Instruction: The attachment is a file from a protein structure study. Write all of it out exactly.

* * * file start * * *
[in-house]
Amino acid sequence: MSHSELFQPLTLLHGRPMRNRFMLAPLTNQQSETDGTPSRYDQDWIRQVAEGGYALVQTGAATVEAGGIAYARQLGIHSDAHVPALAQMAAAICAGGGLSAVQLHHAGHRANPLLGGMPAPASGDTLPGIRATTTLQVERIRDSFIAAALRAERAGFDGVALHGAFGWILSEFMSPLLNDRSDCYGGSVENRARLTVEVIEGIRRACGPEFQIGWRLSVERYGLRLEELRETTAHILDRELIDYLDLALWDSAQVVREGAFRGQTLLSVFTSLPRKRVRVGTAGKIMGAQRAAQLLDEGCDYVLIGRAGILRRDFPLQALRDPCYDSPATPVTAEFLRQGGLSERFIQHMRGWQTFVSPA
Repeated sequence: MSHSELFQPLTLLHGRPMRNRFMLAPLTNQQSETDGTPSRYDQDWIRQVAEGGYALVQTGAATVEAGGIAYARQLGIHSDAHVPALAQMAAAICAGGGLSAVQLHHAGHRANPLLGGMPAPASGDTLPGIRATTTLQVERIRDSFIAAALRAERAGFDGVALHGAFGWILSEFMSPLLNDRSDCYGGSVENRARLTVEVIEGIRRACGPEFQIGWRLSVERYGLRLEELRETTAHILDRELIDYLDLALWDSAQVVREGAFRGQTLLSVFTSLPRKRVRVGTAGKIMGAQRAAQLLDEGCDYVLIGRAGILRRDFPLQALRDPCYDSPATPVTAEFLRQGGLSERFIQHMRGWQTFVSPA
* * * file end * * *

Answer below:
[in-house]
Amino acid sequence: MSHSELFQPLTLLHGRPMRNRFMLAPLTNQQSETDGTPSRYDQDWIRQVAEGGYALVQTGAATVEAGGIAYARQLGIHSDAHVPALAQMAAAICAGGGLSAVQLHHAGHRANPLLGGMPAPASGDTLPGIRATTTLQVERIRDSFIAAALRAERAGFDGVALHGAFGWILSEFMSPLLNDRSDCYGGSVENRARLTVEVIEGIRRACGPEFQIGWRLSVERYGLRLEELRETTAHILDRELIDYLDLALWDSAQVVREGAFRGQTLLSVFTSLPRKRVRVGTAGKIMGAQRAAQLLDEGCDYVLIGRAGILRRDFPLQALRDPCYDSPATPVTAEFLRQGGLSERFIQHMRGWQTFVSPA
Repeated sequence: MSHSELFQPLTLLHGRPMRNRFMLAPLTNQQSETDGTPSRYDQDWIRQVAEGGYALVQTGAATVEAGGIAYARQLGIHSDAHVPALAQMAAAICAGGGLSAVQLHHAGHRANPLLGGMPAPASGDTLPGIRATTTLQVERIRDSFIAAALRAERAGFDGVALHGAFGWILSEFMSPLLNDRSDCYGGSVENRARLTVEVIEGIRRACGPEFQIGWRLSVERYGLRLEELRETTAHILDRELIDYLDLALWDSAQVVREGAFRGQTLLSVFTSLPRKRVRVGTAGKIMGAQRAAQLLDEGCDYVLIGRAGILRRDFPLQALRDPCYDSPATPVTAEFLRQGGLSERFIQHMRGWQTFVSPA